EARL OF SHAFTESBURY.
honourable to his taste and feelings. His first publication was in 1708, A Letter on Enthusiasm, prompted by the extravagance of the French prophets, whose
The style of Shaftesbury is lofty and musical. He bestowed great pains on the construction of his sentences, and the labour is too apparent. Desirous also of blending the nobleman and man of the world with the author, a tone of assumption and familiarity deforms some of his arguments and illustrations. He was an ardent admirer of the ancients, and in his dialogue entitled The Moralists,' has adopted in a great measure the elevated style of his favourite Plato. With those who hold in like estimation the works of that divine philosopher,' and who are willing to exchange continuity, precision, and simplicity, for melody and stateliness of diction, The Moralists' cannot fail to be regarded, as it was by Leibnitz and Monboddo, with enthusiastic admiration. The religious tendency of Shaftesbury's writings has been extensively discussed. That he is a powerful and decided champion against the atheists, is universally admitted; but with respect to his opinion of Christianity, different views have been entertained. To any one, however, who candidly considers the tone of levity and disparagement in which, in many parts of the Characteristics,' he speaks of revelation, a future state, and some other Christian doctrines, we think it will appear that Dr Leland had good reason to include him among the authors replied to in his View of the Principal Deistical Writers.' The representation of Shaftes†This passage receives from Sir James Mackintosh the high bury's views given by that eminent divine in his praise that there is scarcely any composition in our language fifth and sixth letters, seems to us well supported, more lofty in its moral and religious sentiments, or more exand free from prejudice. A perusal of the Charac-quisitely elegant and musical in its diction.'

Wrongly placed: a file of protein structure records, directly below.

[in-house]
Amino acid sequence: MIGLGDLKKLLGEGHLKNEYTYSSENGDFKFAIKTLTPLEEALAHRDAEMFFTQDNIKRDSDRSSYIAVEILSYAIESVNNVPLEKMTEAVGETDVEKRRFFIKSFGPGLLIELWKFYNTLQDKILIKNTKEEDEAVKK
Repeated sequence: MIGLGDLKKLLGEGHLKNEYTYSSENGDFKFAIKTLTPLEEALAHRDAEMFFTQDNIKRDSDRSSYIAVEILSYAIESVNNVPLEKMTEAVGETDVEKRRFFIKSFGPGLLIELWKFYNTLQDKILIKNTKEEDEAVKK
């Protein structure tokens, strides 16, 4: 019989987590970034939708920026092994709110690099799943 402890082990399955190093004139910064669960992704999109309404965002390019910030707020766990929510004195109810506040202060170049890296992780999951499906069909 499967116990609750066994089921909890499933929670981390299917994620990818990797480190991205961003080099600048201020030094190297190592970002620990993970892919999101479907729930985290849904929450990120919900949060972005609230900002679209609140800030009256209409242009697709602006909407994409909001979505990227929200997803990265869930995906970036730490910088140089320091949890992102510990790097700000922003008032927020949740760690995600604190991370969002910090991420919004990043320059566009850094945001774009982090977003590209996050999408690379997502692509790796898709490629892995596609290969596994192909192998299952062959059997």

causes I then assigned to it. Love, doubtless, is at the bottom, but a nobler love than such as common beauties inspire.
Here, in my turn, I began to raise my voice, and imitate the solemn way you had been teaching me. Knowing as you are (continued I), well knowing and experienced in all the degrees and orders of beauty, in all the mysterious charms of the particular forms, you rise to what is more general; and with a larger heart, and mind more comprehensive, you generously seek that which is highest in the kind. Not captivated by the lineaments of a fair face, or the welldrawn proportions of a human body, you view the life itself, and embrace rather the mind which adds the lustre, and renders chiefly amiable.